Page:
Posted by: Kara Luker | November 11, 2010

Something to chew on

My mom and I are taking an online Bible class together, which I think is very cute. One of the assignments this week was to write a post on what legalism looks like in the church. The following was my mom’s post, which struck me as a big bright spotlight on one of our greatest (and most defeating) tendencies as believers. Enjoy.


What is more, I consider everything a loss because of the surpassing worth of knowing Christ Jesus my Lord, for whose sake I have lost all things. I consider them garbage, that I may gain Christ and be found in him, not having a righteousness of my own that comes from the law, but that which is through faith in Christ—the righteousness that comes from God on the basis of faith. Phillipians 3:8-9

There is a very subtle way legalism plays out in all of us, and filters into the church. When we first come to know the Lord, we receive the free gift of grace that Jesus’ blood dearly bought. We are so light with the wonder of it, seeing only the fullness of his life. But as we go on, we think we should begin to try to the do things we are learning; the things a Christian would do. As he is changing us, we think it is up to us to keep this up. Our acceptance, which was purely based on the finished work of Christ, is transferred into service or performance. So now we are doing things not because we are free and forgiven, but because we think we won’t be accepted by leaders, friends, and ourselves for being spiritual.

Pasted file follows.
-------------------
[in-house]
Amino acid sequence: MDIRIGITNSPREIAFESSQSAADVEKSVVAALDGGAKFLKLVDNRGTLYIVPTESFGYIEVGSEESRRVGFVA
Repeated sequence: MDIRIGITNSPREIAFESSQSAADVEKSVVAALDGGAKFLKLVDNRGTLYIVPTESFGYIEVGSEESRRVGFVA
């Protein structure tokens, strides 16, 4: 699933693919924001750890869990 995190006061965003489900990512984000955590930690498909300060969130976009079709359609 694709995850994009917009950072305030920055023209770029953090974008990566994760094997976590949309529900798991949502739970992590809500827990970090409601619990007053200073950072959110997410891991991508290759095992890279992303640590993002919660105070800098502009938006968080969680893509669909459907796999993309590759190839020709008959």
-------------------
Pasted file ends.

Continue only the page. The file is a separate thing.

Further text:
Everything in our lives has to begin and end with the childlike belief that only by the blood of Jesus are we accepted before God. Whether I am a newly born baby in Christ or 60 years in, Christ Jesus is my righteousness. Nothing added can change the truth. It is never based on what we can do, but on what has been done.

How it seeds its way into the church is that it sets up unspoken rules on how to advance or achieve acceptance and climb the ladder of church leadership. Then we grow weary in thinking we are working for Christ when we are working in what has become a legalistic system, which leads to death and no longer has any resemblance to the life and love of Christ.

Another trap is that we believe we can’t approach God if we have had a bad day or weren’t kind or patient. But if we had a good day and have been kind and helped people and read our Bible, we feel like we are in the Spirit and think how pleased God is with us. But there is just one standard for his acceptance: We can approach only by the blood of the Lamb.


Yep, thought you’d like it.


  1. My flesh doesn’t like it, but Mom’s piece is better than mine. Hmmm, actually, isn’t that sort of what she was writing about?

    • Hey now, let’s not compare. We love you both just the same. 🙂

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